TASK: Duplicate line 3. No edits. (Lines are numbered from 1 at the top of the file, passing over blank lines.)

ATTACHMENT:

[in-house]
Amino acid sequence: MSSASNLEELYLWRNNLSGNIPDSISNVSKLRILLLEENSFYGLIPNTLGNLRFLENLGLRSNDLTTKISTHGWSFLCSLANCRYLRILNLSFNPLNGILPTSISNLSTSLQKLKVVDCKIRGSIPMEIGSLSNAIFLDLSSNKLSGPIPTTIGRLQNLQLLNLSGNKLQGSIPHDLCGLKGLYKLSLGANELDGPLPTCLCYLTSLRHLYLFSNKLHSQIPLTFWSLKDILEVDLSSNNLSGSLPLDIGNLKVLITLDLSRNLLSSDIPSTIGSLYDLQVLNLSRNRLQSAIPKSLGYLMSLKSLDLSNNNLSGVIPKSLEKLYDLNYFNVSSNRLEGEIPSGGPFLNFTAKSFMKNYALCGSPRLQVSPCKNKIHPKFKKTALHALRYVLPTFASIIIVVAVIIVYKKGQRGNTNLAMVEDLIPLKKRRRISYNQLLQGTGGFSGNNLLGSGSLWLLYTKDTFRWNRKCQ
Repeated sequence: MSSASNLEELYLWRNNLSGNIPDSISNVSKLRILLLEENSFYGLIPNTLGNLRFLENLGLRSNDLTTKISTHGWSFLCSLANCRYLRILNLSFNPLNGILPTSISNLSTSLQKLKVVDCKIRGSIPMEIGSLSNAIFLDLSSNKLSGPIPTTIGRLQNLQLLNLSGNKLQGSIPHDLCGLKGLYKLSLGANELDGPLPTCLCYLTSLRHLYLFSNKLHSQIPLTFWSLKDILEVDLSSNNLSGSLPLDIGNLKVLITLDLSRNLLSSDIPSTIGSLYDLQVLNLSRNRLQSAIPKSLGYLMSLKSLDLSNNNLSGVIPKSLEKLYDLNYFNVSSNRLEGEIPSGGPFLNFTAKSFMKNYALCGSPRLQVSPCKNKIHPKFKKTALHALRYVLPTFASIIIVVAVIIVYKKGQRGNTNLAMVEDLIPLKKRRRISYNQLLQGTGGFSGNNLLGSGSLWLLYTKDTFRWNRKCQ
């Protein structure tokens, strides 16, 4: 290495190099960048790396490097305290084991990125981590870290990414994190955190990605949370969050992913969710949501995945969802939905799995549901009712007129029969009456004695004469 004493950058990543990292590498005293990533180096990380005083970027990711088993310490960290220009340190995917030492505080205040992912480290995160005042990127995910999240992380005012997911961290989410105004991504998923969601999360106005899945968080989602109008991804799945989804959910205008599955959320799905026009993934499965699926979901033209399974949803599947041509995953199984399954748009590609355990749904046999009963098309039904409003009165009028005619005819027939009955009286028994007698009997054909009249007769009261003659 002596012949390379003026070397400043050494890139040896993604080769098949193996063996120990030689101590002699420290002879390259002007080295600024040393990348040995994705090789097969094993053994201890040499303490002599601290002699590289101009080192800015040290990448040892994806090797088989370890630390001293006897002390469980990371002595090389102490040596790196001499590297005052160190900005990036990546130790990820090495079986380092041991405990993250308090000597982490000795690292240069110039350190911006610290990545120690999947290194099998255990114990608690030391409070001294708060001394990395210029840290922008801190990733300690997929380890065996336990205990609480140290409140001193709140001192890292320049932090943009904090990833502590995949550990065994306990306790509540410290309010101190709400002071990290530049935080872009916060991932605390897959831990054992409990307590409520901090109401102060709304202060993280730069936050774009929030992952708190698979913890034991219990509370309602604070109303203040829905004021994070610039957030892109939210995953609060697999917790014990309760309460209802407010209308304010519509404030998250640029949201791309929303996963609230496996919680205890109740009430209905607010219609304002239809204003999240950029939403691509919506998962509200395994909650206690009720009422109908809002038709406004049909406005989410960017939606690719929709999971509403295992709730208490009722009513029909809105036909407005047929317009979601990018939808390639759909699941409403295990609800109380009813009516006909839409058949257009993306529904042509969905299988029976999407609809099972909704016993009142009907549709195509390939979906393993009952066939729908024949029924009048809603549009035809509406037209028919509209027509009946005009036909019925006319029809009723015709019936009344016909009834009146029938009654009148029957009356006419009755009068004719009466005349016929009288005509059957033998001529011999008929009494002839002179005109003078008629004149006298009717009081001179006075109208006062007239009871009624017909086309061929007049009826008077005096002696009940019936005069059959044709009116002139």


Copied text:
Repeated sequence: MSSASNLEELYLWRNNLSGNIPDSISNVSKLRILLLEENSFYGLIPNTLGNLRFLENLGLRSNDLTTKISTHGWSFLCSLANCRYLRILNLSFNPLNGILPTSISNLSTSLQKLKVVDCKIRGSIPMEIGSLSNAIFLDLSSNKLSGPIPTTIGRLQNLQLLNLSGNKLQGSIPHDLCGLKGLYKLSLGANELDGPLPTCLCYLTSLRHLYLFSNKLHSQIPLTFWSLKDILEVDLSSNNLSGSLPLDIGNLKVLITLDLSRNLLSSDIPSTIGSLYDLQVLNLSRNRLQSAIPKSLGYLMSLKSLDLSNNNLSGVIPKSLEKLYDLNYFNVSSNRLEGEIPSGGPFLNFTAKSFMKNYALCGSPRLQVSPCKNKIHPKFKKTALHALRYVLPTFASIIIVVAVIIVYKKGQRGNTNLAMVEDLIPLKKRRRISYNQLLQGTGGFSGNNLLGSGSLWLLYTKDTFRWNRKCQ